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Last Updated November 3, 2023.


“Of Cannibals” is an essay by French humanist writer Michel de Montaigne (1533–1592). It was published in 1580 in the first volume of Montaigne’s Essays, a collection of short, subjective essays exploring a variety of topics centered around human nature. “Of Cannibals,” alongside the rest of Montaigne’s essays, was originally composed in Middle French before being translated into English by John Florio in 1603, at which point it achieved wider recognition and acclaim in scholarly circles. Montaigne is often credited with the popularization of the essay style, though many of his contemporaries found his writing self-indulgent and informal due to its subjectivity and frequent digressions. “Of Cannibals” is considered one of the earliest works to explore the concept now known as cultural relativism, or the idea that human beliefs and behaviors are dictated by culture and therefore cannot be legitimately judged without the proper cultural context.  


“Of Cannibals” opens with an anecdote about the importance of forming conclusions based on evidence rather than “common report.” Montaigne then introduces the subject of his essay: the discovery of the “New World” and the lifestyle of its inhabitants, as told to him by a “plain ignorant fellow” who once worked for him. Rather than discounting the information based on its source, Montaigne posits that “simple” men are more likely to report the truth, whereas intellectuals often embellish their stories. He condemns this practice as the origin of “great inconveniences” and upholds the importance of objective reporting. 

After defending the reliability of his source, Montaigne introduces the thesis of his essay: people are apt to judge unfamiliar practices negatively while failing to notice the flaws in their own accepted modes of behavior. Furthermore, he maintains that nothing man-made can live up to the beauty and perfection of things created by “nature.” Thus, the supposedly “barbarous” inhabitants of the New World, whom he deems closer to nature, are superior to Europeans, who have “smothered” nature and “corrupted” themselves.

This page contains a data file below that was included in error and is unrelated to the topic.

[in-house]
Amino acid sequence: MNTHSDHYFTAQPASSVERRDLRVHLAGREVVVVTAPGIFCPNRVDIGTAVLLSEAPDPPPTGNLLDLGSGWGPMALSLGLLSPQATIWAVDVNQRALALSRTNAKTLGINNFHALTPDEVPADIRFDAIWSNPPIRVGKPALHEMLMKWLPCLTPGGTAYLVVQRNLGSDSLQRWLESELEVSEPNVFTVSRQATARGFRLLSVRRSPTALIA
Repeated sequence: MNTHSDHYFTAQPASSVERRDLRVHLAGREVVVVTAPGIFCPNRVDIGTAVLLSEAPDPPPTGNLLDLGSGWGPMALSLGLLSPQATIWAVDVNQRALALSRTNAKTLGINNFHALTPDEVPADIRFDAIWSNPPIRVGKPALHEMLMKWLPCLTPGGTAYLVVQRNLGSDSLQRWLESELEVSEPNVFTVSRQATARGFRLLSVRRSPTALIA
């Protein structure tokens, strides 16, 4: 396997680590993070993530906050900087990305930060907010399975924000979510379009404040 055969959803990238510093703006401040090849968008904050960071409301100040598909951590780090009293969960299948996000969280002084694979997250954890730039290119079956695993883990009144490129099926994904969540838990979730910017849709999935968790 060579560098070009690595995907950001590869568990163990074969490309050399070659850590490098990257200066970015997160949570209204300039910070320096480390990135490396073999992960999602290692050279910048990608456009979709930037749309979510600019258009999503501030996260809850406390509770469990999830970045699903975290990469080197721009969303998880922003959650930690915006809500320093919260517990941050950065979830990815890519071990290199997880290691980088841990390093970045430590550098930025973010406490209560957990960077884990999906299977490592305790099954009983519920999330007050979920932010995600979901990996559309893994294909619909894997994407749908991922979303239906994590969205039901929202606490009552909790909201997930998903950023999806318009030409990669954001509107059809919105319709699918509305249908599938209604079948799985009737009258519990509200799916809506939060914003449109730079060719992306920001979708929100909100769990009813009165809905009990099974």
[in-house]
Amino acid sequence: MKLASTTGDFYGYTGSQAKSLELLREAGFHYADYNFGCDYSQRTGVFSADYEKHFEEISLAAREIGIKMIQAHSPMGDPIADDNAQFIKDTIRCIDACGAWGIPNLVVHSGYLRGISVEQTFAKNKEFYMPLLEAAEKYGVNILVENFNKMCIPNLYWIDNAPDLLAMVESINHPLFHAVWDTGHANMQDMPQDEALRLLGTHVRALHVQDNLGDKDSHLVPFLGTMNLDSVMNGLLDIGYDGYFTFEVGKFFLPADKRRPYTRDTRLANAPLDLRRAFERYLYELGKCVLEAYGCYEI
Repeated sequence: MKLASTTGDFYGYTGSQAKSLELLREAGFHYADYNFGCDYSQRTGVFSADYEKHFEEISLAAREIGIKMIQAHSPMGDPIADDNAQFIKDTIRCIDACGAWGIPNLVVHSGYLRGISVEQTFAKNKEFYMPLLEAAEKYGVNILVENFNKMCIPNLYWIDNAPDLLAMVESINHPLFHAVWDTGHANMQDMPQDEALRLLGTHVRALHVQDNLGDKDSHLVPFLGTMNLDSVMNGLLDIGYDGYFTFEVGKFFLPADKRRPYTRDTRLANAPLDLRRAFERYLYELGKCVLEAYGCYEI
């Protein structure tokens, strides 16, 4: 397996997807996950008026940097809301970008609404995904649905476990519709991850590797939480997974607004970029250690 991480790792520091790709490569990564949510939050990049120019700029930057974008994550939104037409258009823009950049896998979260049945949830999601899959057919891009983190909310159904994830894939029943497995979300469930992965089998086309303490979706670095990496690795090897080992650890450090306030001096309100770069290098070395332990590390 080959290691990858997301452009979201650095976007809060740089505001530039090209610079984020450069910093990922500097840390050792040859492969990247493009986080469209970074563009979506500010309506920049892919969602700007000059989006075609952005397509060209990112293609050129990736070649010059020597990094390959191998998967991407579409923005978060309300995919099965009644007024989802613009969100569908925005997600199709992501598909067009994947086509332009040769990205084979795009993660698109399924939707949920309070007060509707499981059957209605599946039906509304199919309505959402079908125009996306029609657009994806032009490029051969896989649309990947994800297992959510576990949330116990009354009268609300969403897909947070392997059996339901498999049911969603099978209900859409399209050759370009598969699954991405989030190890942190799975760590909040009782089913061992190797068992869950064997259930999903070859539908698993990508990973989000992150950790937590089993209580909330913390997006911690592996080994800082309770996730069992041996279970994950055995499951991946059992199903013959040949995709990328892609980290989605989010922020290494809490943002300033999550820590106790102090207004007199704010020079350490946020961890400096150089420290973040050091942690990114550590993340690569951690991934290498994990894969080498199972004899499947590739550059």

In illustrating his point, Montaigne details the culture of the indigenous Brazilians, often identified as the Tupinambá. They have no words to describe the concepts of lying, treachery, envy, or greed, and they do not steal resources from other tribes. They live communally in large wooden buildings and spend their days dancing, hunting, and drinking. Their primary values consist of “valour towards their enemies and love towards their wives.” Their religion upholds the immortality of the soul and they have prophets who, if proven incorrect in their prophecies, are executed. Montaigne praises this practice, since divination is a “gift of God” and ought not be abused.  

The essay then shifts into a description of the Tupinambá’s cannibalistic practices. After the Tupinambá defeat their enemies in battle, they take them prisoner and, after a few months, kill them and eat them as a form of symbolic revenge. Rather than describing these practices with disgust, Montaigne instead upholds the naturalistic virtues of the Tupinambá in comparison to European armies. Whereas Europeans often torture their enemies into what Montaigne views as a state of cowardly submission, the Tupinambá treat their prisoners well, and their captives face death with bravery and defiance. 

Montaigne ends the essay by recounting an occasion upon which he was able to speak to a group of visiting Tupinambá at Rouen. He remarks that the Tupinambá were surprised and appalled by the “inequality and injustice” of French society, wherein the King and nobility lived in wealth and luxury while others starved. Montaigne further laments that such visits are likely to cost the Tupinambá “their happiness and repose,” as they will eventually be corrupted by the greed and “artifice” that plagues European society. 

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